TELECOM Digest OnLine - Sorted: Re: Texas Sues Vonage Over 911 Problem

Re: Texas Sues Vonage Over 911 Problem

DevilsPGD (
Wed, 23 Mar 2005 16:50:15 -0700

In message <> DevilsPGD
<> wrote:

> In message <> Jack Decker
> <jack-yahoogroups@withheld on request> wrote:

>> A Vonage spokeswoman said the company was surprised to hear of the
>> litigation and pointed out there are numerous references, both on the
>> Internet and material mailed to customers, explaining the 911
>> service's limitations and its proactive nature. Abbott's office
>> contacted New Jersey-based Vonage about a week ago asking for
>> marketing materials and other information; the company hadn't heard
>> anything since it replied with the materials two days ago, the
>> spokeswoman said.

> I've said it before, and I'll say it again: Vonage should not be
> offering 911 at all, rather, they should be highlighting the fact that
> emergency call centers do not allow Vonage to route emergency calls to
> the right place (so their only option is to dump the call to an
> administrative number.)

> Personally, I'd rather have attempts to dial 911 get the "Stop, this
> phone does not have 911 service" then get through to someone who can't
> or won't help.

> [TELECOM Digest Editor's Note: But wouldn't the ideal arrangement be
> like here? A number designated for 'emergency but not 911' phone is
> terminated on the consoles of the persons who respond for police, etc,
> and they are tipped off "if this line, with its unusual cadence in
> ringing goes off, it is to be treated like any other emergency call".

> Our dispatchers answer not only the occassional 911 call, but they
> also answer for the city hall offices. The PSAP people (at Vonage, and
> elsewhere) are told to connect with them as needed _using one of the
> back lines_ on the city hall group; a line which would almost never
> get calls on its own. Now, if _that phone_ rings/flashes, treat it as
> a priority emergency call. The same woman sitting there taking calls
> for the city hall centrex/switchboard sees that one phone give out a
> continuous (never pausing) ring with the light on the wall flashing at
> a furious pace says 'ah, it is an emergency call from a system which
> cannot (for whatever reason) use 911. She answers it and makes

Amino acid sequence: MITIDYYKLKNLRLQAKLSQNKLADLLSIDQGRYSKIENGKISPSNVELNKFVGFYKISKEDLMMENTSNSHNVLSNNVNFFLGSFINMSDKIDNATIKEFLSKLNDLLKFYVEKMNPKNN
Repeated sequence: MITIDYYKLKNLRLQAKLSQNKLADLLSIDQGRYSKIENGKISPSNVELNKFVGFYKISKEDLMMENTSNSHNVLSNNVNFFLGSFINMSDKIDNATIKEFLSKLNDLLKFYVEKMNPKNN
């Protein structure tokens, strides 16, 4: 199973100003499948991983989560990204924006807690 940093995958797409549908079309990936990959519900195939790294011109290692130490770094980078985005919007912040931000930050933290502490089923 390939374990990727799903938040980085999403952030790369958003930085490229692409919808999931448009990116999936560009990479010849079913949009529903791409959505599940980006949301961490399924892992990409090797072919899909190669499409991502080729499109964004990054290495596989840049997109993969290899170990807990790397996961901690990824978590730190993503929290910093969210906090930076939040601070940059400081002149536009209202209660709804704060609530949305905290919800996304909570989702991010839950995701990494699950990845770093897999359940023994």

> dispatch as needed. Does not seem like that major of problem. That
> single phone, by the way, also has a caller-ID device on it, and a
> rather detailed map on the wall as well, so the dispatcher gets the
> essence of the desired information, even if not every single bit of
> it. Ah, but that would involve _training_ the dispatchers in possibly
> a new procedure. Do you think their Civil Servants Union would allow
> that sort of a requirement?

No, the ideal solution is to route the calls to the same place as 911
calls. They should enter the 911 call center just like every other
911-addressed call center comes in.

Like with a cell phone there is no confirmed address, but that didn't
stop cell phones from offering 911.

The only reason cell phones get 911 service and VoIP gets screwed
around is that cell phones were initially only deployed by telcos and
weren't seen as a threat to telcos.

[TELECOM Digest Editor's Note: Very true, but given the inability to
immediatly provide the location until there are some changes in the
way the 'system' operates, shouldn't there be some 'make do' solution
used in the interim? If some combination of dedicated phone lines and
caller ID can be employed, why not use those? And we know it is
possible to force caller-ID to say whatever we want it to say, so why
can't Vonage (or other VOIP carriers offering 911 service) dummy up
their PSAP databases with the desired information to be sent to the
'caller ID' devices attached to these 'special' phones? Or, in your
opinion is it better to do without since it cannot be done perfectly
right from the start?

We've had that discussion about spam a few times haven't we? No one
simple solution, everything has pitfalls, so wring our hands and do
nothing. 911 has politics involved, just like spam, its easier to
claim it is 'very complex problem', and do nothing about it, and
when our public servants get on a tangent about it, bow and grovel and
twist to meet their desires instead. PAT]

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